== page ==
BANGKOK, Feb 10 – Thailand opposes a proposed visit by the world heritage body UNESCO to inspect an ancient temple at the centre of a deadly border dispute with Cambodia, a government official said Thursday.
"Because of the current situation at the border, we believe that a UNESCO mission now would not be appropriate and could complicate the issue," said Thai foreign ministry spokesman Thani Thongphakdi.
"But if UNESCO wishes to visit the temple, it should seek the approval of Thailand as the mission would have to go through areas which are under our sovereignty," he told AFP.
The 11th-century Preah Vihear temple, built to honour the Hindu god Shiva, has been a source of contention between Thailand and Cambodia since it was granted UN World Heritage status in July 2008.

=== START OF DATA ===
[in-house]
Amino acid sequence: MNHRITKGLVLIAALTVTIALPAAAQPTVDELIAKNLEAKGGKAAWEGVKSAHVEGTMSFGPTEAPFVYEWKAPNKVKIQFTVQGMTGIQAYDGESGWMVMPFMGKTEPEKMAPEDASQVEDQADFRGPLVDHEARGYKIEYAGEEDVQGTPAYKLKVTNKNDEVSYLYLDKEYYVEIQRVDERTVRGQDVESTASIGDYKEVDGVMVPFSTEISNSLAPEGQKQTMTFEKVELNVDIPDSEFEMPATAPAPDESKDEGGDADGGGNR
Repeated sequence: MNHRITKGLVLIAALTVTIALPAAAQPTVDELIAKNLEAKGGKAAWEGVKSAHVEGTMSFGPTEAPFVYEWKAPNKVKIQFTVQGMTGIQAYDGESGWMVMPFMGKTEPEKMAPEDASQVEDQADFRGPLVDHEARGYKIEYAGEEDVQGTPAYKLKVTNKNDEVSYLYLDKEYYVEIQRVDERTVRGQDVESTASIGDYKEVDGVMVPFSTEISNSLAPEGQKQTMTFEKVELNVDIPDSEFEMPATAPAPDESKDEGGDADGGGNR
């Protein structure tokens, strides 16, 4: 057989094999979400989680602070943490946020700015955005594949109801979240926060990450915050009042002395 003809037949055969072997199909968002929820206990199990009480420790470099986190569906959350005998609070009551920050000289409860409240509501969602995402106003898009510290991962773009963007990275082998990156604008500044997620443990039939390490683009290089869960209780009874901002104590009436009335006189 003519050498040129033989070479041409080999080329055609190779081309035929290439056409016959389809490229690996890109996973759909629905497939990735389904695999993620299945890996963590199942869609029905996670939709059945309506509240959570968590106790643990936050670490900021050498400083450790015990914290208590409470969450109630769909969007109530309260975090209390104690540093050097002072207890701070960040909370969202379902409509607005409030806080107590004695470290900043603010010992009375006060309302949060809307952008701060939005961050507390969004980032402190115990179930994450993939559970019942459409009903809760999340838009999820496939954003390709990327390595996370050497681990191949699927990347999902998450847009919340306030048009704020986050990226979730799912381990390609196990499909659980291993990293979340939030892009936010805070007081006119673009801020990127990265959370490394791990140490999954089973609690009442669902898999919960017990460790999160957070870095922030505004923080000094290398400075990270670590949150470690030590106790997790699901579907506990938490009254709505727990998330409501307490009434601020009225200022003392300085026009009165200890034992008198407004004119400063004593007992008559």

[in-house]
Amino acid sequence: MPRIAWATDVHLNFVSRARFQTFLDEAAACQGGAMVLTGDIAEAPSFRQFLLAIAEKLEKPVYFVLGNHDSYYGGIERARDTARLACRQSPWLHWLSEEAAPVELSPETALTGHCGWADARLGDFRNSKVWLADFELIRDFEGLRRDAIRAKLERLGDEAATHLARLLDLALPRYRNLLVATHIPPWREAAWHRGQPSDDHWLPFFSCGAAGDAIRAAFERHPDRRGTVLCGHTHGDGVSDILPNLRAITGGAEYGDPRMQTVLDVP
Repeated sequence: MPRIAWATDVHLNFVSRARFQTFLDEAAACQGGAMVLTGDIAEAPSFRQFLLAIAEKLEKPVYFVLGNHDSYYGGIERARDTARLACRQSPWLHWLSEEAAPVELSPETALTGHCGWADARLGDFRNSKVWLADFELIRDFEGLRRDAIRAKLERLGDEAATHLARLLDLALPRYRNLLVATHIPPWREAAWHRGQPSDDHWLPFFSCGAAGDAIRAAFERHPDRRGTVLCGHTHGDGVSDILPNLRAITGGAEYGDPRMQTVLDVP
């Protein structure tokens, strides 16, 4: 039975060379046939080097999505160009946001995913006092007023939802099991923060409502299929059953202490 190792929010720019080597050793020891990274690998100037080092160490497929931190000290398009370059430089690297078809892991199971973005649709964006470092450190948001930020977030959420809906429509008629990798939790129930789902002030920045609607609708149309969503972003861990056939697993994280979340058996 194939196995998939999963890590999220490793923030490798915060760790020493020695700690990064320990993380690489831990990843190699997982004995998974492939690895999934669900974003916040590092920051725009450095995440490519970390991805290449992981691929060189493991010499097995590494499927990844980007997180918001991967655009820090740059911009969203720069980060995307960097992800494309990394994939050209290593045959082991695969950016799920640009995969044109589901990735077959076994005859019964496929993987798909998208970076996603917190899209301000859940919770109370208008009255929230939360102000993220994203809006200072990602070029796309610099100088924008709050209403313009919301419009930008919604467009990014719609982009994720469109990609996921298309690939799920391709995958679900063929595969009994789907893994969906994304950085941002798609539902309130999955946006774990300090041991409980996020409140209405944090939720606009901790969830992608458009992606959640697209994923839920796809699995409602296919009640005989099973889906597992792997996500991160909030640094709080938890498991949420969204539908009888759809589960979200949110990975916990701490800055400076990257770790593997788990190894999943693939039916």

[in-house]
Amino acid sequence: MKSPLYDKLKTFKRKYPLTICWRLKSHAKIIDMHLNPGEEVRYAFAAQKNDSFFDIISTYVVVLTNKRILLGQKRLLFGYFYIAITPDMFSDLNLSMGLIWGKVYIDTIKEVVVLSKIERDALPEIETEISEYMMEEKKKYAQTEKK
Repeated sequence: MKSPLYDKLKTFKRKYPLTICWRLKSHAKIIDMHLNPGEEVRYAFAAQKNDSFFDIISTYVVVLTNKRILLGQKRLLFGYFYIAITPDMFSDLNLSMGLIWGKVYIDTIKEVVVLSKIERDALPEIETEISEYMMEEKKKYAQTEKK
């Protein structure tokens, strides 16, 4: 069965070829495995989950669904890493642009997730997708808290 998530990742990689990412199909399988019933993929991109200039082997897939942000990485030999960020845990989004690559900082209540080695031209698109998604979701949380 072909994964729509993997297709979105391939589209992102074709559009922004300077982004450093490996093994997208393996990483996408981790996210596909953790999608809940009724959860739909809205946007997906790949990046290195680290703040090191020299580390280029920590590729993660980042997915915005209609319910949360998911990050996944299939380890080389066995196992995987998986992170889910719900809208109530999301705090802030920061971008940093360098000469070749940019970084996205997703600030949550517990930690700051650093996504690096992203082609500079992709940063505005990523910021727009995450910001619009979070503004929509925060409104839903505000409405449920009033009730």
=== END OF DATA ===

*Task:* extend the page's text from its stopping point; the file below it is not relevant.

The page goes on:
The World Court ruled in 1962 that the clifftop structure belonged to Cambodia but both countries claim ownership of a 4.6-square-kilometre (1.8-square-mile) surrounding area.
Cambodia said on Sunday that a wing of Preah Vihear had collapsed due to Thai artillery shelling.
An AFP photographer who visited the site following four days of cross-border shelling in the area said that shrapnel and artillery fire appeared to have scarred the temple but no major structural damage was visible.
UNESCO said Tuesday that it was planning a mission to the area "as soon as possible" to assess the state of the temple, the most celebrated example of ancient Khmer architecture outside of Cambodia\’s Angkor Wat.